The New Washington Consensus: What does it entail?

In late April 2023, United States National Security Advisor Jake Sullivan disclosed the new global economic guidelines that the current administration would pursue during its remaining months and, if secured, the next term.

In contrast with the past, the guidelines’ creators believe that free market-recipes are no longer good enough to respond to the challenges that the U.S. needs to meet. The newest ones are climate change and its consequences, the increasingly vulnerable supply chains and the ongoing weakening of the domestic industrial structure. Therefore, it is argued that updated vision and responses are necessary.

New priorities for the West

Looking closer, it turns out that Mr. Sullivan and U.S. President Joe Biden advocate a radical shift in the country’s trade and industrial policies, in effect a “New Washington Consensus” (NWC). The word “Washington” in the name underscores that the project has been designed and carried out by the U.S. government, while “consensus” conveys the idea that friendly countries may join in and cooperate with American policymakers. The NWC has little in common with the recommendations that Western academic circles and international organizations put together in the late 1980s to help spur growth, especially in developing countries. Known as the Washington Consensus, the recipe emphasized free trade, deregulation, tolerable taxation and moderate public expenditure.


The argument favoring government intervention in selected industries is not new. In the past, it was known as the “strategic industry” argument and led to widespread legislation giving a leg up to selected companies, projects and industries.


So, what does the new approach advocate? The guidelines do not say much about what should be done about climate change and energy transition but confirm that the government will set the agendas in these areas and that taxpayers will be asked to finance public expenditure to face the challenge.

The updated manifesto clarifies that free trade, free-market prices and deregulation are no longer priorities. Instead, international trade and market-driven specialization will become the object of scrutiny to ensure that national security is not in jeopardy. The U.S. administration explicitly names China and Russia as threats and selects physical and digital infrastructure, semiconductors and critical minerals as the main objects of the NWC approach.

Failed ideas

The argument favoring government intervention in selected industries is not new. In the past, it was known as the “strategic industry” argument and led to widespread legislation giving a leg up to selected companies, projects and industries. The European Union, the U.S. and Japan embraced that argument with abandon. The results have been mixed, to put it gently.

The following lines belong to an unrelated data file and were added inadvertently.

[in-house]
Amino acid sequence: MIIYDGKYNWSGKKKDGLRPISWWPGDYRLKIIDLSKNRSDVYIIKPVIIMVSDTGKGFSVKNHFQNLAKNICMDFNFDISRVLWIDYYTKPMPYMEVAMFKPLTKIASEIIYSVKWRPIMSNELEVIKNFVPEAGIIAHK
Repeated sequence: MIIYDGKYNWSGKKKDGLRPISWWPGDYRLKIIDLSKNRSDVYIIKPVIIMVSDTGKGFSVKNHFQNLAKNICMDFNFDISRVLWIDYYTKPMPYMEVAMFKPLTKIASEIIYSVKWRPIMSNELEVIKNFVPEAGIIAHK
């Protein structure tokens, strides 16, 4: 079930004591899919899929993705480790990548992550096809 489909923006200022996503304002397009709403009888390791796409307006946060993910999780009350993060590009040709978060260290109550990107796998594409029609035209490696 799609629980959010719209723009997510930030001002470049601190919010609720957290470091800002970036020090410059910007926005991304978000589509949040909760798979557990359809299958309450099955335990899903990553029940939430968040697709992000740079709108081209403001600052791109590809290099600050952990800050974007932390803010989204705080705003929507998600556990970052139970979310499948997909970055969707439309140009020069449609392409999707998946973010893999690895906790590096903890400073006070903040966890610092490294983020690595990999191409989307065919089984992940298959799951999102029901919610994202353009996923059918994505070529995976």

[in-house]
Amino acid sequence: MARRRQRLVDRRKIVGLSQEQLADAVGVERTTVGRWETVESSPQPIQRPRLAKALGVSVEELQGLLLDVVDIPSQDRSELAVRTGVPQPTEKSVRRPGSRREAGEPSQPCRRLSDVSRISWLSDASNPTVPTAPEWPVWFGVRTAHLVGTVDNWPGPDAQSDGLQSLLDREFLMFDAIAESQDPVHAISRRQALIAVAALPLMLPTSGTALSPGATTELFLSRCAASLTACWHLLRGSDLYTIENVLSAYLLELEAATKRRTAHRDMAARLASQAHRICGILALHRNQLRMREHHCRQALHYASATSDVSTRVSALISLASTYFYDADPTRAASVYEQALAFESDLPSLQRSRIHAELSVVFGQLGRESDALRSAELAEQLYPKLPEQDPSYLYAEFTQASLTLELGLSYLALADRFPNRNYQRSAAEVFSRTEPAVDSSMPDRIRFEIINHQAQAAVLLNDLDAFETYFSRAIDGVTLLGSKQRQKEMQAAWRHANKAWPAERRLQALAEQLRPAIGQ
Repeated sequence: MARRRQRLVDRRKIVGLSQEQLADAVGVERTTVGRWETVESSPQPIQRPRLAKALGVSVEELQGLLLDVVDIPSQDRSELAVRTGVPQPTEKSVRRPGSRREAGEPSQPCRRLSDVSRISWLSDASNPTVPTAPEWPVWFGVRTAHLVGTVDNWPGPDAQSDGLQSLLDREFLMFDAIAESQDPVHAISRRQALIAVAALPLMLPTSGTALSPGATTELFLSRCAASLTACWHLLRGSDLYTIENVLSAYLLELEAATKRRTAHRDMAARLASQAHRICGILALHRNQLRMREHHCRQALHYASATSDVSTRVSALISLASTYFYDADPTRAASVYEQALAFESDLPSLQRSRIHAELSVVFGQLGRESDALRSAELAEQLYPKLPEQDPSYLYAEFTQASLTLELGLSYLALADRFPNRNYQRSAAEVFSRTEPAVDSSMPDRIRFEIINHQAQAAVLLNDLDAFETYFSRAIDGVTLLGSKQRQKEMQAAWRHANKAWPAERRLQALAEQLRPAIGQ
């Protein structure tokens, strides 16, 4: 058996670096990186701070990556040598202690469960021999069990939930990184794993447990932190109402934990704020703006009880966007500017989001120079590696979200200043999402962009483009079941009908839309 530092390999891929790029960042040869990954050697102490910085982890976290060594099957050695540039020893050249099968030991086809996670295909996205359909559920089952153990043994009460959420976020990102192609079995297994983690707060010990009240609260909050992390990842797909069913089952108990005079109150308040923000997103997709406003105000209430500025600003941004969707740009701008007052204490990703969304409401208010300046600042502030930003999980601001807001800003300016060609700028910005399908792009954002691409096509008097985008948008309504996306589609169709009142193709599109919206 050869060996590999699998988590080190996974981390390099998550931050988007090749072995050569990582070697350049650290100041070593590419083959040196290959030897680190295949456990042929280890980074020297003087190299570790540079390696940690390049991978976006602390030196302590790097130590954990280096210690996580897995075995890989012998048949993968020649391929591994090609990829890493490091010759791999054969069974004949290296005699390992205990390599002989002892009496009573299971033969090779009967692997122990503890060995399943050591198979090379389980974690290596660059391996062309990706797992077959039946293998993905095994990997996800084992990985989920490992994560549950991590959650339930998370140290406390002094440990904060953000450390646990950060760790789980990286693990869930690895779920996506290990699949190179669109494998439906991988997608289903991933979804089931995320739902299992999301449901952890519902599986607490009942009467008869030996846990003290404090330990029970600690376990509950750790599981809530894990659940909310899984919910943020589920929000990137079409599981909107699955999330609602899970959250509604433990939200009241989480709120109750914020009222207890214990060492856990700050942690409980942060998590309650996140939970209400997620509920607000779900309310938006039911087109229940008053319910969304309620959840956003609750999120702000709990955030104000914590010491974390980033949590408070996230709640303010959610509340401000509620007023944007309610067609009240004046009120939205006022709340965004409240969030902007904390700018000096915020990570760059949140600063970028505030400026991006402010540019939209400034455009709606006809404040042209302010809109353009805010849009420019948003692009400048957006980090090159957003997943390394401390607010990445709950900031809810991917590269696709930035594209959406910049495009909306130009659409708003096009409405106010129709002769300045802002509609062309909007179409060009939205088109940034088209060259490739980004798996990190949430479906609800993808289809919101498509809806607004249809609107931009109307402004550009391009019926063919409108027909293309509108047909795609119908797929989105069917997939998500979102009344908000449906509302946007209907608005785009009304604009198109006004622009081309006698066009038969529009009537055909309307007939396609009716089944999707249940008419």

Many companies spotted an opportunity and improved their positions despite their questionable efficiency. That applies to both traditional industries (such as agriculture) and the high-tech world. One will never know whether the benefits produced by the subsidies and the regulatory frameworks have justified the costs inflicted on the taxpayers and all those who would have profited from higher economic growth led by unfettered competition. 

The advocates of this revision may be disappointed by Western economies’ performance during the past 15 years, especially in terms of productivity and when compared to some Asian economies. Yet, these proponents somehow forget to mention that this period was also characterized by increasingly intrusive regulation and massive public expenditure in most Western economies, especially the U.S. Can industrial policies and “smart” regulations perform better? Or is it just old wine in new bottles?

Emphasis on trade barriers

The emphasis on trade suggests that the NWC policy vision would not rely so much on subsidies but instead on a mix of tariff and nontariff trade barriers, such as duties and licenses. That would appeal to the policymaker for several reasons.

Given the parlous condition of many countries’ public finances, for example, they can hardly accommodate further significant public expenditure increases (the U.S. debt-to-GDP ratio approached 123 percent early last summer).

Facts & figures

U.S. government debt, % of nominal GDP

Caption U.S. government debt (also known as national or sovereign debt) stood at 122.8% of the country’s nominal GDP in June 2023, compared with 121.3% in the previous quarter. Many studies argued that high government debt above 100% of GDP hurts economic growth. © GIS 

Moreover, public opinion more readily accepts trade barriers, perceiving them as a reward to patriotic producers and a cost inflicted upon foreign, possibly unfriendly exporters.

Finally, such measures do not require that an omniscient bureaucrat predict scientific developments and risk taxpayers’ money by picking future winners. Instead, public expenditure would focus on “infrastructure.” Competition would still be the name of the game for the rest of the economy but harnessed by a commercial regulatory framework aiming to encourage and reward the righteous who contribute to high-tech-driven growth and national security.


From the Biden team’s viewpoint, the benefits of free trade have been overestimated.


This vision amounts to a gravestone to the WTO and all post-World War II efforts to promote free trade. The NWC is feasible only for very large countries or highly integrated blocs of countries. The cost of strategic autarky would be intolerable for a small economy.

Imperative to contain rivals at all costs